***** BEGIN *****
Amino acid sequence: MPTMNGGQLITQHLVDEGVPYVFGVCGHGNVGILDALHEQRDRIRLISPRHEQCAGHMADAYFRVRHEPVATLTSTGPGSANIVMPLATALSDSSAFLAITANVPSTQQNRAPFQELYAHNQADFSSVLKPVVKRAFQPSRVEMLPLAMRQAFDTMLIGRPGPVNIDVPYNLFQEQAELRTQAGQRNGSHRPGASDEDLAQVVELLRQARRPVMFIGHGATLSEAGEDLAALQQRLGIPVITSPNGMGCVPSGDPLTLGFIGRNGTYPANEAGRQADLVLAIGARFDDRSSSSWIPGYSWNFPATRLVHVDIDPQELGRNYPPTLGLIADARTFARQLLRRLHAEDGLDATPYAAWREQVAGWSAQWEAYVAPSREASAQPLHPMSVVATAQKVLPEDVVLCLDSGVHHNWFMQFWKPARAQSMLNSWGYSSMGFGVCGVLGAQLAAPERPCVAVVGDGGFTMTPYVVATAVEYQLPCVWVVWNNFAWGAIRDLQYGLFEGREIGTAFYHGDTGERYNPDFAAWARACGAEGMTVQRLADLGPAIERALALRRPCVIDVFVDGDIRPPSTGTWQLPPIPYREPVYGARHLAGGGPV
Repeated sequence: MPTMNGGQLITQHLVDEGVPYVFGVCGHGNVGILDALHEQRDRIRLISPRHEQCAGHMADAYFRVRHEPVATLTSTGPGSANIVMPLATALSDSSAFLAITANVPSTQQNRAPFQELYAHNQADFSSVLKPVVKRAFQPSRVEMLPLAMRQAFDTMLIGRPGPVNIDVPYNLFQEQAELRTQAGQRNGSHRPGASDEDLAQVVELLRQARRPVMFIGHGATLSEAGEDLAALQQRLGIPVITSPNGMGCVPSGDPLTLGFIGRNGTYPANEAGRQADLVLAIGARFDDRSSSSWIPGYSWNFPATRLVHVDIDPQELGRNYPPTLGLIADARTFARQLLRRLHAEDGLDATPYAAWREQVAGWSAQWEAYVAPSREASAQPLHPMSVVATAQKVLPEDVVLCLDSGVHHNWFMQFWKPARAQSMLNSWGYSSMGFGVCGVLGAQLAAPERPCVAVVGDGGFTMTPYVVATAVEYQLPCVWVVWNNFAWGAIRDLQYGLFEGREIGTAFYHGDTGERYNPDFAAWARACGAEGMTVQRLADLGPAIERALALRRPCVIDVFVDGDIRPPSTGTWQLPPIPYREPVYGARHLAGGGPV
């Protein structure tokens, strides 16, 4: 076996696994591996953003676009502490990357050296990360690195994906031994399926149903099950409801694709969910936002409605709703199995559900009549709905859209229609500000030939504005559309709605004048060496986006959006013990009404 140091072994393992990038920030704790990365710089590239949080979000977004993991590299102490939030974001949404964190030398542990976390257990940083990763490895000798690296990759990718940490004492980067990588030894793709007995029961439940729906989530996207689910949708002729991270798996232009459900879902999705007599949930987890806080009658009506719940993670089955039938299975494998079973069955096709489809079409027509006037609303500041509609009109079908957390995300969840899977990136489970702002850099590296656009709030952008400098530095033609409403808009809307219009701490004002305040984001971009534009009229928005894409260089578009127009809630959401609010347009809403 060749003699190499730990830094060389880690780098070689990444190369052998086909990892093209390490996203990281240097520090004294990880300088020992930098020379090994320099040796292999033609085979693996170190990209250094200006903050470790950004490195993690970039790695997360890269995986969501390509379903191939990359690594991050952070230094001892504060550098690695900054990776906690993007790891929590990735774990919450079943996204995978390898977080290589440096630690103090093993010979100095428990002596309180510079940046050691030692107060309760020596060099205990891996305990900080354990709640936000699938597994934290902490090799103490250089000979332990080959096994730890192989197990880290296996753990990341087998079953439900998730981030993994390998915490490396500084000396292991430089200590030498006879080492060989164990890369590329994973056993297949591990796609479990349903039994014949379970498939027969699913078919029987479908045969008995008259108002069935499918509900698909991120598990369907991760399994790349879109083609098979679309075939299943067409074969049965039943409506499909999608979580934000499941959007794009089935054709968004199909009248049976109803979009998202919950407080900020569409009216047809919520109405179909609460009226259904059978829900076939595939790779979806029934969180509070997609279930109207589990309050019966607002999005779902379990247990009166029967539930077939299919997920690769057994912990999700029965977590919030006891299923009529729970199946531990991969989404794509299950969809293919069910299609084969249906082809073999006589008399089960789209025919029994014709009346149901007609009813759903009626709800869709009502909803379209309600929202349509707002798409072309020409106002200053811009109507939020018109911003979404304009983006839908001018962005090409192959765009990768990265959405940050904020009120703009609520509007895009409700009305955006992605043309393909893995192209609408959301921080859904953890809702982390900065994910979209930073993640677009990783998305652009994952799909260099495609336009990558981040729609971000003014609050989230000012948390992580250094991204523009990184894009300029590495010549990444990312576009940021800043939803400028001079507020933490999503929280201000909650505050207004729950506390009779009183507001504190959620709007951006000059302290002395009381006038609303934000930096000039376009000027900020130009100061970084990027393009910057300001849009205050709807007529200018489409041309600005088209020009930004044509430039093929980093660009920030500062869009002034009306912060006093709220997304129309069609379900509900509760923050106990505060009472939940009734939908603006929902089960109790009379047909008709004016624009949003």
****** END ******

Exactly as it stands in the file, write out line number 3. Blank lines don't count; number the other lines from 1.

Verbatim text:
């Protein structure tokens, strides 16, 4: 076996696994591996953003676009502490990357050296990360690195994906031994399926149903099950409801694709969910936002409605709703199995559900009549709905859209229609500000030939504005559309709605004048060496986006959006013990009404 140091072994393992990038920030704790990365710089590239949080979000977004993991590299102490939030974001949404964190030398542990976390257990940083990763490895000798690296990759990718940490004492980067990588030894793709007995029961439940729906989530996207689910949708002729991270798996232009459900879902999705007599949930987890806080009658009506719940993670089955039938299975494998079973069955096709489809079409027509006037609303500041509609009109079908957390995300969840899977990136489970702002850099590296656009709030952008400098530095033609409403808009809307219009701490004002305040984001971009534009009229928005894409260089578009127009809630959401609010347009809403 060749003699190499730990830094060389880690780098070689990444190369052998086909990892093209390490996203990281240097520090004294990880300088020992930098020379090994320099040796292999033609085979693996170190990209250094200006903050470790950004490195993690970039790695997360890269995986969501390509379903191939990359690594991050952070230094001892504060550098690695900054990776906690993007790891929590990735774990919450079943996204995978390898977080290589440096630690103090093993010979100095428990002596309180510079940046050691030692107060309760020596060099205990891996305990900080354990709640936000699938597994934290902490090799103490250089000979332990080959096994730890192989197990880290296996753990990341087998079953439900998730981030993994390998915490490396500084000396292991430089200590030498006879080492060989164990890369590329994973056993297949591990796609479990349903039994014949379970498939027969699913078919029987479908045969008995008259108002069935499918509900698909991120598990369907991760399994790349879109083609098979679309075939299943067409074969049965039943409506499909999608979580934000499941959007794009089935054709968004199909009248049976109803979009998202919950407080900020569409009216047809919520109405179909609460009226259904059978829900076939595939790779979806029934969180509070997609279930109207589990309050019966607002999005779902379990247990009166029967539930077939299919997920690769057994912990999700029965977590919030006891299923009529729970199946531990991969989404794509299950969809293919069910299609084969249906082809073999006589008399089960789209025919029994014709009346149901007609009813759903009626709800869709009502909803379209309600929202349509707002798409072309020409106002200053811009109507939020018109911003979404304009983006839908001018962005090409192959765009990768990265959405940050904020009120703009609520509007895009409700009305955006992605043309393909893995192209609408959301921080859904953890809702982390900065994910979209930073993640677009990783998305652009994952799909260099495609336009990558981040729609971000003014609050989230000012948390992580250094991204523009990184894009300029590495010549990444990312576009940021800043939803400028001079507020933490999503929280201000909650505050207004729950506390009779009183507001504190959620709007951006000059302290002395009381006038609303934000930096000039376009000027900020130009100061970084990027393009910057300001849009205050709807007529200018489409041309600005088209020009930004044509430039093929980093660009920030500062869009002034009306912060006093709220997304129309069609379900509900509760923050106990505060009472939940009734939908603006929902089960109790009379047909008709004016624009949003």